Why does Vanguard's Short-Term Corporate Bond fund outperform iShares'?

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danielc
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Why does Vanguard's Short-Term Corporate Bond fund outperform iShares'?

Post by danielc » Sun Nov 17, 2019 1:46 am

Hello,

I'm looking for a short-term bond fund to park my emergency fund. Two candidates include Vanguard's Short-Term Corporate Bond ETF (VCSH) and iShares' Short-Term Corporate Bond ETF (IGSB). On paper they look nearly identical, but according to the portfolio visualizer Vanguard's fund has done quite a bit better than iShares' since its inception, and I was hoping that someone here might know why Vanguard seems to do better:

1) They have the same ER, yield, and duration.

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                   Vanguard     iShares
Expense Ratio      0.07%        0.06%
SEC Yield          2.24%        2.27%
Duration           2.6 yr       2.6 yr
2) They invest in bonds of nearly the same credit quality (iShares is a tiny bit lower credit quality, and has more cash).

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          Vanguard  |                     iShares
Aaa        1.5%     | AAA                  0.96%
Aa        11.5%     | AA                  10.23%
A         40.9%     | A                   41.13%
Baa       46.2%     | BBB                 46.18%
US Gov't  -0.1%     | BB                   0.22%
                    | Cash + Derivatives   1.28%   
3) But according to portfolio visualizer, since it's inception (in 2011) Vanguard's fund has beaten iShare's by a full percent point without a proportional increase in risk:

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                 Vanguard     iShares
CAGR             2.89%        1.85%
Stdev            1.73%        1.15%
Worst Year       0.88%        0.44%
Max Down        -1.58%       -1.20%
Sharpe ratio     1.35         1.18
The difference between 1.85% and 2.89% seems large for short term corporate bonds of the same duration and credit quality. How does Vanguard do it? Is there a catch that I cannot see?

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Tyler Aspect
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Re: Why does Vanguard's Short-Term Corporate Bond fund outperform iShares'?

Post by Tyler Aspect » Sun Nov 17, 2019 2:23 am

You need to research these funds' past expense ratios. They will probably be different.
Past result does not predict future performance. Mentioned investments may lose money. Contents are presented "AS IS" and any implied suitability for a particular purpose are disclaimed.

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Re: Why does Vanguard's Short-Term Corporate Bond fund outperform iShares'?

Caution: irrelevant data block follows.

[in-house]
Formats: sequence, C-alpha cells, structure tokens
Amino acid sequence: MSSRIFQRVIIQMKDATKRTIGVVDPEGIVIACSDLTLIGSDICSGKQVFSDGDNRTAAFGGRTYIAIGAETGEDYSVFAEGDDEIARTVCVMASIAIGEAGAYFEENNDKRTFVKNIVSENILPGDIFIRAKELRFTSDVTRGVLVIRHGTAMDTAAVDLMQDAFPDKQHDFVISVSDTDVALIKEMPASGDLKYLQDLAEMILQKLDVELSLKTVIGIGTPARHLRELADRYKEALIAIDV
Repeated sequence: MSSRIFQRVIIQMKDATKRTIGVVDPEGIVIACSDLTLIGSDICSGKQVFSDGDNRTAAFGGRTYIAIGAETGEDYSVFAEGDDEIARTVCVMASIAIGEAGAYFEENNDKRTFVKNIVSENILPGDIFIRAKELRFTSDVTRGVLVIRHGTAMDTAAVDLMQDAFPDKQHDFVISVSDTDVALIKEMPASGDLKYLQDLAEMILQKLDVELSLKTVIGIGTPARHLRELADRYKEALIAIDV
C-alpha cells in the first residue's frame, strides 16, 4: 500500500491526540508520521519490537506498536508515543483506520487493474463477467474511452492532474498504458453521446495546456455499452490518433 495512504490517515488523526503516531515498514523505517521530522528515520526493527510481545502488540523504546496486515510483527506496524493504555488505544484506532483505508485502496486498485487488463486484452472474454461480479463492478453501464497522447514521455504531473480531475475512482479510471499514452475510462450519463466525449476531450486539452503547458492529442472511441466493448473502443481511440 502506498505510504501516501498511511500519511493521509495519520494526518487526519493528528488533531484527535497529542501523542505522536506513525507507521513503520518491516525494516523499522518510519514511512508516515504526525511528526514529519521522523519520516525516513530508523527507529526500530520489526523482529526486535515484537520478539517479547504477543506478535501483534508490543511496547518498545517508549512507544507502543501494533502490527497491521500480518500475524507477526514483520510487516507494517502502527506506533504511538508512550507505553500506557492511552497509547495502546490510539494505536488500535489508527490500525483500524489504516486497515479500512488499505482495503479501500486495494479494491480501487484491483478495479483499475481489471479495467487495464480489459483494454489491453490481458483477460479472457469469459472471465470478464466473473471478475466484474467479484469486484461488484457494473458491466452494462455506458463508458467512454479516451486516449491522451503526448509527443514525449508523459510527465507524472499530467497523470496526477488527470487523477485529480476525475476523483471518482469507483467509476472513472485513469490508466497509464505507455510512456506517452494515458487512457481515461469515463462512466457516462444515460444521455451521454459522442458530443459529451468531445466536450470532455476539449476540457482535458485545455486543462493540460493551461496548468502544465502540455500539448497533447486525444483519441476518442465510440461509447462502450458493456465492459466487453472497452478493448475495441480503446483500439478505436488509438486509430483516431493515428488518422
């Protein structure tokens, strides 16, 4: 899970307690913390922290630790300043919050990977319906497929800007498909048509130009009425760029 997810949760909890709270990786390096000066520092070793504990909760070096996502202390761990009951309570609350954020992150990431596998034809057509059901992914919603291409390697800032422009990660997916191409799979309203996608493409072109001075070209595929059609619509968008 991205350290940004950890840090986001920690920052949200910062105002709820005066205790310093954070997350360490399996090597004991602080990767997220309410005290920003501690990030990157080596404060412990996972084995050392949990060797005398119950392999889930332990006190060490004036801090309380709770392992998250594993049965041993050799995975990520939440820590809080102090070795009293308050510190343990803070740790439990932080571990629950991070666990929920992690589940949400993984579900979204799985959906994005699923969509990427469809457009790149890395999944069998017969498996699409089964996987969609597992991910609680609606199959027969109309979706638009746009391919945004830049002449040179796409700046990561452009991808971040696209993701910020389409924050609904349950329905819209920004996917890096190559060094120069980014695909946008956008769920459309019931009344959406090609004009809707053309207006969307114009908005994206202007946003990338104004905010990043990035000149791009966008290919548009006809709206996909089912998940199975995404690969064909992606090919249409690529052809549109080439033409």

Post by danielc » Sun Nov 17, 2019 2:39 am

Tyler Aspect wrote:
Sun Nov 17, 2019 2:23 am
You need to research these funds' past expense ratios. They will probably be different.
By an entire percent point? I doubt it.

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Re: Why does Vanguard's Short-Term Corporate Bond fund outperform iShares'?

Post by danielc » Sun Nov 17, 2019 3:38 am

The prospectus for iShares IGSB says
"Prior to the selection of the Underlying Index on August 1, 2018, the Fund tracked the Bloomberg Barclays U.S. 1-3 Year Credit Bond Index"
If so, then IGSB most likely had a shorter duration than it does today. Today iShares IGSB and Vanguard VCSH both track indices (not the same index) with 1-5 Year corporate bonds. So the lower duration of IGSB prior to Aug 2018 could explain the different return.

As an aside, there may be additional differences in the index that I'm not aware of. IGSB tracks the BofAML 1-5 Year US Corporate Index (BofAML = Bank of America Merrill Lynch) and VCSH tracks the Bloomberg Barclays U.S. 1–5 Year Corporate Bond Index.

EDIT: Wait! iShare's old index was not even a true "corporate bond" index. The index "is composed of a corporate and a non-corporate component that includes non-US agencies, sovereigns, supranationals and local authorities" (link, also link). So it is a fundamentally different index. I suspect that the differences in the index (different duration, different issuers) probably explains the difference in performance.

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Re: Why does Vanguard's Short-Term Corporate Bond fund outperform iShares'?

Post by sycamore » Sun Nov 17, 2019 8:48 am

I think you figured it out.

Lots of funds have changed their index or composition over time. Sure makes it hard to do straight-up comparisons. Not sure if portfoliovisualizer (or other sites) have a feature to flag a holding that's changed its index over time.

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